Last year, a group of children’s book editors desirous of actively talking about and tackling these issues started gathering for lunch discussions. Over time, this grew into a full-blown initiative spearheaded by the wonderful people at the Children’s Book Council. Last week, I was overjoyed to have a chance to attend the kickoff celebration for the CBC Diversity Committee, which describes itself as “dedicated to increasing the diversity of voices and experiences contributing to children’s literature. We endeavor to encourage diversity of race, gender, geographical origin, sexual orientation, and class among both the creators of and the topics addressed by children’s literature. We strive for a more diverse range of employees working within the industry, of authors and illustrators creating inspiring content, and of characters depicted in children’s literature.”
I’m skeptical, of course, and don’t see any mention of their intent to *measure* progress, which I think is important. But it’s a start, and big change can come from taking a small step forward. The following is from their blog:
We plan to achieve these goals by taking the following actions:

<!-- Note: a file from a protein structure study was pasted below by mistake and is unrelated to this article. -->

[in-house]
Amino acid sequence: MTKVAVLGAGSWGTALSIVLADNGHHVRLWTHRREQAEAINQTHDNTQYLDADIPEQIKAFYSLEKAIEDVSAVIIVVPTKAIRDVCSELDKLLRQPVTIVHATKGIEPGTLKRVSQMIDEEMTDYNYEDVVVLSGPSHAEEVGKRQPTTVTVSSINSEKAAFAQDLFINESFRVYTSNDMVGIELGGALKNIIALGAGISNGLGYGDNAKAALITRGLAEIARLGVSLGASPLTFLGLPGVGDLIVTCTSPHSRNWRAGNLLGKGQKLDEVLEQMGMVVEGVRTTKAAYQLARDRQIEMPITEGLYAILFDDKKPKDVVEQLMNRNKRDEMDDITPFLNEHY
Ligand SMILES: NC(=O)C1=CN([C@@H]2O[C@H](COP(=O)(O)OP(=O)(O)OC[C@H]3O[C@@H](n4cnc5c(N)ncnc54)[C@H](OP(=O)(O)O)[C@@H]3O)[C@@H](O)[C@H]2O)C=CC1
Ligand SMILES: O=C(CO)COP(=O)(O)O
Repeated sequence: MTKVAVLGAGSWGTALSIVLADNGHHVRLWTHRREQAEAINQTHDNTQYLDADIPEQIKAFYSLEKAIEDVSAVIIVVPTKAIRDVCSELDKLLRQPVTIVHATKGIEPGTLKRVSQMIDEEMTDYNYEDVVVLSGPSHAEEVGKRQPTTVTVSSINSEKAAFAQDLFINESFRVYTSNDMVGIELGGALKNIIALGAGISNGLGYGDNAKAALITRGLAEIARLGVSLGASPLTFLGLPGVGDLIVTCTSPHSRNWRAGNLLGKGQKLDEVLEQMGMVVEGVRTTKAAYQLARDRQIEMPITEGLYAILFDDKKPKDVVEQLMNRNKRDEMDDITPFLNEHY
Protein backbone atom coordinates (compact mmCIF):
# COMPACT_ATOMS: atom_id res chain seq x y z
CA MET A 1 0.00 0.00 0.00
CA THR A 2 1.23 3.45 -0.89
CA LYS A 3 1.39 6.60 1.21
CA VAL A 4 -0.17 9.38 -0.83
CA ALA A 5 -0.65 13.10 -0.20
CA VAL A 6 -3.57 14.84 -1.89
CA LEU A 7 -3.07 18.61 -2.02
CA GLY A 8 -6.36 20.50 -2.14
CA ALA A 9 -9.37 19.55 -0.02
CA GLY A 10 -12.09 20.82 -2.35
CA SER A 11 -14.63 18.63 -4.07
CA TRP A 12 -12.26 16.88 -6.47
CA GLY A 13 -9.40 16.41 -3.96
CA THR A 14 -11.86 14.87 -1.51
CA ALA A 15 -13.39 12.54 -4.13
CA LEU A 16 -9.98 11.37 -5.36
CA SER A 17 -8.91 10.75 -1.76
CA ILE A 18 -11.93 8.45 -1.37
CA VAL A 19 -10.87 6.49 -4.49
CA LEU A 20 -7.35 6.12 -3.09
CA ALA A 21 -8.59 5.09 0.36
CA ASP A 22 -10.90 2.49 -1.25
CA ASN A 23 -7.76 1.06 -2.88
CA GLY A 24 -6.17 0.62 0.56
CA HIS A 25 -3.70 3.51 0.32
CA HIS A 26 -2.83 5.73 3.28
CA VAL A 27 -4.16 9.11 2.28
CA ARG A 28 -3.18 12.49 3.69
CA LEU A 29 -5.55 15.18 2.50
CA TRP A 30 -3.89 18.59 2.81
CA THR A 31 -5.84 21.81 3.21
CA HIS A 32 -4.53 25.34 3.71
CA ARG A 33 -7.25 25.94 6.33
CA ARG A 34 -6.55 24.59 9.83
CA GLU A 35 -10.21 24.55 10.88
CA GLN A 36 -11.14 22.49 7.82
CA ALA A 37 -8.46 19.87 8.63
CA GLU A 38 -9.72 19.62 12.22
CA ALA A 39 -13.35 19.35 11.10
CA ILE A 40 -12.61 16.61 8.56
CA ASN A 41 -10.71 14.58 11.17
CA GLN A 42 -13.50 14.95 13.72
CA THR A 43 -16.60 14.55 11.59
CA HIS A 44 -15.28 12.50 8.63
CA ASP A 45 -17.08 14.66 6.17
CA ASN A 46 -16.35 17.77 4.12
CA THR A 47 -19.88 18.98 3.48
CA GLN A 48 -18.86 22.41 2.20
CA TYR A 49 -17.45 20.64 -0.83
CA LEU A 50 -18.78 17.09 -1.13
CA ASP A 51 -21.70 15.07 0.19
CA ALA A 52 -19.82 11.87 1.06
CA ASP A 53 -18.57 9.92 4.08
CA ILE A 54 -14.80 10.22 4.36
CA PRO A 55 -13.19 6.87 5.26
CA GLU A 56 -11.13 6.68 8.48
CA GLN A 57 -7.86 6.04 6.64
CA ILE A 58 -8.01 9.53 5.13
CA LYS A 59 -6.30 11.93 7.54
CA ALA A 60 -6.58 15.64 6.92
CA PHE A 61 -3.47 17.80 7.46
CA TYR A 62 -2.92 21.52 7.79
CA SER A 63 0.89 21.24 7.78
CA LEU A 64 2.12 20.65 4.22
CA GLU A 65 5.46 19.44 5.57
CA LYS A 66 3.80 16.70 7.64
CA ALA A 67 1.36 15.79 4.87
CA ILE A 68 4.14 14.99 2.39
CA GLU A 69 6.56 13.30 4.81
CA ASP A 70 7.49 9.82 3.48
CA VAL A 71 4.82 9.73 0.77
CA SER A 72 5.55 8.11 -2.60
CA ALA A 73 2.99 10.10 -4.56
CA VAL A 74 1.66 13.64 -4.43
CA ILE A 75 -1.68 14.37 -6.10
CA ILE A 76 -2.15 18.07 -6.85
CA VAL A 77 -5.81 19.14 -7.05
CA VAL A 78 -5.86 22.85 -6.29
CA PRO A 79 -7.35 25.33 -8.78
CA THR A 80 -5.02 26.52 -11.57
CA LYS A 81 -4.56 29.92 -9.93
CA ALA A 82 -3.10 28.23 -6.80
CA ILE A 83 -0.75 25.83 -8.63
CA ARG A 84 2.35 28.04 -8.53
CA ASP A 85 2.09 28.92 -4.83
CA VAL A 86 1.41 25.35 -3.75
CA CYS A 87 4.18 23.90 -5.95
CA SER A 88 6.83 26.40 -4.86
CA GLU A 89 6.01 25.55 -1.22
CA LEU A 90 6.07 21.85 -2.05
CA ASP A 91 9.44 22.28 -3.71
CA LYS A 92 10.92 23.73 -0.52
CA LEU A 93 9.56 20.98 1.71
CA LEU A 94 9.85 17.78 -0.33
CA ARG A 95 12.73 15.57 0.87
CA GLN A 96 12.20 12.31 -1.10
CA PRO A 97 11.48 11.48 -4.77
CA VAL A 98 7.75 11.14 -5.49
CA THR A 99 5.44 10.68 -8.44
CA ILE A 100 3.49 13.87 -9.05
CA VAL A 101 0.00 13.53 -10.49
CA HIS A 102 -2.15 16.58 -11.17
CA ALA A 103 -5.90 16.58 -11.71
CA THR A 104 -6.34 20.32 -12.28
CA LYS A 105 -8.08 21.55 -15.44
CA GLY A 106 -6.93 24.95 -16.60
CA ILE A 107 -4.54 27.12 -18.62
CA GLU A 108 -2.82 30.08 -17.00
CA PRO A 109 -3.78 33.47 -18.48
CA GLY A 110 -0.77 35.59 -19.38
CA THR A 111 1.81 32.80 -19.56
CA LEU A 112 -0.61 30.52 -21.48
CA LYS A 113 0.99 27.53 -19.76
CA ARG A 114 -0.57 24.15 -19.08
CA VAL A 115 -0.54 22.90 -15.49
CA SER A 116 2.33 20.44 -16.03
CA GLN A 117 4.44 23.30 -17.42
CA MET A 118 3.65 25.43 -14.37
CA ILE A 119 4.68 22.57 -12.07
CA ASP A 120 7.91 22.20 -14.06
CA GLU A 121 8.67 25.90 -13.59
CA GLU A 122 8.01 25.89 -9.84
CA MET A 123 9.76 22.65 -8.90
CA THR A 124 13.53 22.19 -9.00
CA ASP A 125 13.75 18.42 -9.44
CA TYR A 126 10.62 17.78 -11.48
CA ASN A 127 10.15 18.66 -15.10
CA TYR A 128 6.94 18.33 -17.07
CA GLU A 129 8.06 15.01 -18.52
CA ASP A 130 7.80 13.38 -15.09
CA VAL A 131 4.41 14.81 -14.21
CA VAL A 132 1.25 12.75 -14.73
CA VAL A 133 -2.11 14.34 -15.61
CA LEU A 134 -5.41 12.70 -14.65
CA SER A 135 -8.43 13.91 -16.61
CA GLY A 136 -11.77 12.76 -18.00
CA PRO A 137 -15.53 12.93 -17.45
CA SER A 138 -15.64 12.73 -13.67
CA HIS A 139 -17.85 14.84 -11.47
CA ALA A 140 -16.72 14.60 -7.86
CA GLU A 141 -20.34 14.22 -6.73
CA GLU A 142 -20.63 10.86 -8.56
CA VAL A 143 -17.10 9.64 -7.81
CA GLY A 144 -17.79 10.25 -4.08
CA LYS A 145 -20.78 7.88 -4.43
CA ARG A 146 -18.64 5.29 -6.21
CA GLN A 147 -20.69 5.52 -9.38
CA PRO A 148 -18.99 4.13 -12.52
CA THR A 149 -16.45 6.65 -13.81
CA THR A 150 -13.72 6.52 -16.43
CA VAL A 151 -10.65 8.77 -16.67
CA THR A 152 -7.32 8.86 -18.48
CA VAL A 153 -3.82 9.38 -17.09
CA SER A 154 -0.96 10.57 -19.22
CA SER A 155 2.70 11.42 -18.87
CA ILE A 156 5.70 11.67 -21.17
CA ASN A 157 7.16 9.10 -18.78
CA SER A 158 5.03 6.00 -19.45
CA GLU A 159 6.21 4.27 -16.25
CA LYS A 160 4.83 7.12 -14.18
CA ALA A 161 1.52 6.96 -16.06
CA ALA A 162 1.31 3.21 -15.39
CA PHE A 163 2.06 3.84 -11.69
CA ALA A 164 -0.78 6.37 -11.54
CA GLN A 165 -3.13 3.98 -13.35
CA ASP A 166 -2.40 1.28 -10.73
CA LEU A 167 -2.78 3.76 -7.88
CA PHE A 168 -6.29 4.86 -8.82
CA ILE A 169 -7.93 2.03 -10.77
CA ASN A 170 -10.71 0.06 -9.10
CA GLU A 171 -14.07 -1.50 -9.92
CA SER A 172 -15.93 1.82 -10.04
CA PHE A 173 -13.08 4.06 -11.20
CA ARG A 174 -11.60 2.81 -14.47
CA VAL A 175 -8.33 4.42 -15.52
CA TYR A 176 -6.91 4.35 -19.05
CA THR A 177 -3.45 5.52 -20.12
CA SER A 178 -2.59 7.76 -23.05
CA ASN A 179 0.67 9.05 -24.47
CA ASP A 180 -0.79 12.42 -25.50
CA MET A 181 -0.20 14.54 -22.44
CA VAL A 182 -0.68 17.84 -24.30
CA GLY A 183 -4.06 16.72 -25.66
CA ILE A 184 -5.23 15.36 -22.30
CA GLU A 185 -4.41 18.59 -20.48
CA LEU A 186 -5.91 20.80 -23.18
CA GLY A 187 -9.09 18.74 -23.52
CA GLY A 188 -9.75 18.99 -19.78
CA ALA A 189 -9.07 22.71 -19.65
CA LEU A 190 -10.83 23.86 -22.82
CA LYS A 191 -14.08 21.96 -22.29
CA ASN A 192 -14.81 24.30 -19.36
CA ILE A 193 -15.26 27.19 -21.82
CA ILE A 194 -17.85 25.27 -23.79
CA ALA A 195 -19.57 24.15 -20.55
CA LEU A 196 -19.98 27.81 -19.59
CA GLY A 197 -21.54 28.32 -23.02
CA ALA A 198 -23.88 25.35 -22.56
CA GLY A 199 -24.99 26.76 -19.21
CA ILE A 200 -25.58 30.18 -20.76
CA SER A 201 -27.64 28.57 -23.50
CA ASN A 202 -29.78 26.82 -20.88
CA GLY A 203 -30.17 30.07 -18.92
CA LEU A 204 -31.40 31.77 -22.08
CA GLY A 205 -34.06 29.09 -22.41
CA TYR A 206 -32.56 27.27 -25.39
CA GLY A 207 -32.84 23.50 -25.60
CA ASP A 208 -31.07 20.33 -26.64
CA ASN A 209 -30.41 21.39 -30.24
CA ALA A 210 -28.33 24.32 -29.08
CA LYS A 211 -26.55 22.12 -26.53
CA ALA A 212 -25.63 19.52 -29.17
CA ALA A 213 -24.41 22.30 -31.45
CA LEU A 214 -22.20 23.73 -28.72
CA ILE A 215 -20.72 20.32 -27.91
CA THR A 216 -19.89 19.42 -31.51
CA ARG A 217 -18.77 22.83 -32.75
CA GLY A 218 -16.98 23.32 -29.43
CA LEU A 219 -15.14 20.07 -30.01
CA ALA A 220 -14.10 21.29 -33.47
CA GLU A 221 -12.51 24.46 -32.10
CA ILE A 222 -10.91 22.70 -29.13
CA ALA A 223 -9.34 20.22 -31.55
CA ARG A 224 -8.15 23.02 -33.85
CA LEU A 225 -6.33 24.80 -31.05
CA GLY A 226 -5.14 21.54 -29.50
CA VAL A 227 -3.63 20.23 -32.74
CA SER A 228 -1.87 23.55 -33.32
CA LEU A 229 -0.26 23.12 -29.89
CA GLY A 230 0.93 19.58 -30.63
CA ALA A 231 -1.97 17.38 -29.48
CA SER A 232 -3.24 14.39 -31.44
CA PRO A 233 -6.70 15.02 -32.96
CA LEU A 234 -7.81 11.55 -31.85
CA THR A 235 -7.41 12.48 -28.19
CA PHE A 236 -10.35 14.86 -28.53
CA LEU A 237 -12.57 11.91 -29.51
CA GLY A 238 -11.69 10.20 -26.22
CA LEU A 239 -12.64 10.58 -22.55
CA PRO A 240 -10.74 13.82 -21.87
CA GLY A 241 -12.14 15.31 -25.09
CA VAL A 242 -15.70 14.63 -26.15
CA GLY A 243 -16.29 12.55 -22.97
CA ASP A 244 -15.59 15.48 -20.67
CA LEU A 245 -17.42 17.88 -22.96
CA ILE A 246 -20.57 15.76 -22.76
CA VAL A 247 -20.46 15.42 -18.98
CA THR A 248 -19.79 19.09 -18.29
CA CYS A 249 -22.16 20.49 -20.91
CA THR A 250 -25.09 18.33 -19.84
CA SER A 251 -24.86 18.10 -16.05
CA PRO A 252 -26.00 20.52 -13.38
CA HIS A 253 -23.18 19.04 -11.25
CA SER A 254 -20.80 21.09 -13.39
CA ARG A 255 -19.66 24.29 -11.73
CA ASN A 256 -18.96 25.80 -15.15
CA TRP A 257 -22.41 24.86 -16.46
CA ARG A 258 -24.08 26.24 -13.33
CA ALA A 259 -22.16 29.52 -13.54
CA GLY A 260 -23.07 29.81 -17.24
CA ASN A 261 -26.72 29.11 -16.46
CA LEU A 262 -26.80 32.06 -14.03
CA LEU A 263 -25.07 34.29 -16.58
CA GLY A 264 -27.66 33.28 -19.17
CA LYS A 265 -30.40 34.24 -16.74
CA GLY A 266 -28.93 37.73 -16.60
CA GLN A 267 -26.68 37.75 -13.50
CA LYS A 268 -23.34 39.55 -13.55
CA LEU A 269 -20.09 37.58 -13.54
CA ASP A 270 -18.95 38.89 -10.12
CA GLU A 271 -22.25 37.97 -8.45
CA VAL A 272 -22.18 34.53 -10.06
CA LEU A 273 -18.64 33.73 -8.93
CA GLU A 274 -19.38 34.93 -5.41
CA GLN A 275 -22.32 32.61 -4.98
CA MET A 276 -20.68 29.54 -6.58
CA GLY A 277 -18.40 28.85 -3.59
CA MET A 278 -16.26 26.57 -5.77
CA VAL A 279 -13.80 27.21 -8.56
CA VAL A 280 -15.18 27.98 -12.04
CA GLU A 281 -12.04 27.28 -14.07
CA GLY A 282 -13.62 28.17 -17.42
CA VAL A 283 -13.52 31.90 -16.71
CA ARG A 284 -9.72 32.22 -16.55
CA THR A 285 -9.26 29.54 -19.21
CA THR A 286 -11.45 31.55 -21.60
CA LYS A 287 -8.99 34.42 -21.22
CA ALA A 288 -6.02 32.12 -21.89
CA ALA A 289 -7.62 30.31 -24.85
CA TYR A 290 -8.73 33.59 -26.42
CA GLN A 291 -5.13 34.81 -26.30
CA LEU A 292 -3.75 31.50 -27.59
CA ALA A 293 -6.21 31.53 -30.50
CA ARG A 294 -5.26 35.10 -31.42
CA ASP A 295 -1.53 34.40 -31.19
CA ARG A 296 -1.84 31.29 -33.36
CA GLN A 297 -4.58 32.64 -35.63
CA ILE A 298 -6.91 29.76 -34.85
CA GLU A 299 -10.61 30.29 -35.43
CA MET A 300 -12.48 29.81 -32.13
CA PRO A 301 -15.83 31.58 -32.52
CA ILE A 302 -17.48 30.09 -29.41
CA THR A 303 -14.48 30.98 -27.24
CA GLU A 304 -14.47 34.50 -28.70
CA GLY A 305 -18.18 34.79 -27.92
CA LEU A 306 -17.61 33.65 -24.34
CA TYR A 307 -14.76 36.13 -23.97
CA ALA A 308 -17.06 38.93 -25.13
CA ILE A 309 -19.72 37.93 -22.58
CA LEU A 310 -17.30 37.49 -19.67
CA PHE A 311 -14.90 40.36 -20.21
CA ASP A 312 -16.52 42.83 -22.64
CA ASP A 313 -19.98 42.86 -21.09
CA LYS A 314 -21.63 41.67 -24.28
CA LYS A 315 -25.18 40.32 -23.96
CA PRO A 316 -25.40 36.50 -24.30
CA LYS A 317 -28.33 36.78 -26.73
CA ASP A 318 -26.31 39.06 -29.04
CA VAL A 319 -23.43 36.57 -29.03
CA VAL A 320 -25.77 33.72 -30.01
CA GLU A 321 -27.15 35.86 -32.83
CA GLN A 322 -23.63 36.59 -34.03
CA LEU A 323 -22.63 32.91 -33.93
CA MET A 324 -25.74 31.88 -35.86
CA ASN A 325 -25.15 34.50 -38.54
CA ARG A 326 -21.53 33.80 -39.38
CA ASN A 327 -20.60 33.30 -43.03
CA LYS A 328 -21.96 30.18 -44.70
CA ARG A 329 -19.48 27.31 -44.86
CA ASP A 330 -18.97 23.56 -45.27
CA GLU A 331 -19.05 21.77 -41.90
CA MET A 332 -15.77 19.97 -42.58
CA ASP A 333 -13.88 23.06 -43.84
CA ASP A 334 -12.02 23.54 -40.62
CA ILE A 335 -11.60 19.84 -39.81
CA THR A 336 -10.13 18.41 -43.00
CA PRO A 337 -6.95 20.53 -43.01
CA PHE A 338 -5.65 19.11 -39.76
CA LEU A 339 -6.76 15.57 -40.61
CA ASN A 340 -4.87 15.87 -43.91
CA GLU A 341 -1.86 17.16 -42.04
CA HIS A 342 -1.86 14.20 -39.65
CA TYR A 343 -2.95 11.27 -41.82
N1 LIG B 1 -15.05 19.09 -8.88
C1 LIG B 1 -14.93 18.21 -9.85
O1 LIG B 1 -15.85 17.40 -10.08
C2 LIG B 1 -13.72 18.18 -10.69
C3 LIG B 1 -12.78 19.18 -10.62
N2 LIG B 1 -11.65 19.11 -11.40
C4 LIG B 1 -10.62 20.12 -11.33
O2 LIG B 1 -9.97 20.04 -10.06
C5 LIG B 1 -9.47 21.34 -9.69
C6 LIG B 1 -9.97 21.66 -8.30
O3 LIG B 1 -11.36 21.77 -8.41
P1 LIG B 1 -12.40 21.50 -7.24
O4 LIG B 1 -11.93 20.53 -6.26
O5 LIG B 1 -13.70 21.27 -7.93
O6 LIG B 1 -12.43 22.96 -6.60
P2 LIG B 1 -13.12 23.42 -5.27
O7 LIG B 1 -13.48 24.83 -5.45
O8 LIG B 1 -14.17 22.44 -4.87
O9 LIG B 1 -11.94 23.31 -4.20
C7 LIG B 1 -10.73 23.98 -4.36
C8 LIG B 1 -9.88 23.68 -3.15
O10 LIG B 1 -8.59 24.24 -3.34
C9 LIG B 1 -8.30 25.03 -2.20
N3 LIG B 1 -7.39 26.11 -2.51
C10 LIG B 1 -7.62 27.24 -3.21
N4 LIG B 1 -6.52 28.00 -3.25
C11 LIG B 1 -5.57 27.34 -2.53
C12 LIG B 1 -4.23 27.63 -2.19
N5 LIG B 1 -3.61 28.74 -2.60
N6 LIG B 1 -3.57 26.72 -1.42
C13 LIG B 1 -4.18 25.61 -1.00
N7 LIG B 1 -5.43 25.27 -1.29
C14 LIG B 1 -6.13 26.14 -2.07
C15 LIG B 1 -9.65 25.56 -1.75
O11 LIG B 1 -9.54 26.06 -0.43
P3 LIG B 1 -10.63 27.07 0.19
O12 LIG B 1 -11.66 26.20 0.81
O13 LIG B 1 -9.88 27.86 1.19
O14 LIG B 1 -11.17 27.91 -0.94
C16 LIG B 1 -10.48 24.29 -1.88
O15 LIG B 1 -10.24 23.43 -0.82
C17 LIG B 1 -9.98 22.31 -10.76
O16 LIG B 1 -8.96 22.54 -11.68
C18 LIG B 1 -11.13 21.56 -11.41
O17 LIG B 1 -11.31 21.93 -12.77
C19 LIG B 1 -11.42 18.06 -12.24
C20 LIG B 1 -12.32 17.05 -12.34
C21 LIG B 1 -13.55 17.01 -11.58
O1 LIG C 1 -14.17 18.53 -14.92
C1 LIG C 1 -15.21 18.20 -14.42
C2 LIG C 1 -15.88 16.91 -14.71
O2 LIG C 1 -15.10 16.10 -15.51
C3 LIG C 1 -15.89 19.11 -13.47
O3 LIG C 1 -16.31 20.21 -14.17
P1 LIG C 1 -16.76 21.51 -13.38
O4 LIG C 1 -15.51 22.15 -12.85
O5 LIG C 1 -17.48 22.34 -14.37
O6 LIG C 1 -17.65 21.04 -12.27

- Participate in high school and college career fairs.
- Visit high school senior level English classes to discuss careers in publishing.Resources
- Maintain an up-to-date blog consisting of industry news, book spotlights, CBC Diversity event information, the personal stories of Committee members, and other ready resources for publishing individuals.
- Provide a Goodreads CBC Diversity profile that exhaustively curates front and backlist books by CBC member publishers in order to raise awareness of the diversity-friendly content already in existence.
Keeping the Conversation Going
- Hold safe space meetings at which industry employees can discuss the obstacles to diversity that they have encountered within the children’s publishing world.
- Host panel discussions at which different industry arms can communicate the challenges they face in selling and promoting diverse books, and can work together to develop solutions to these problems.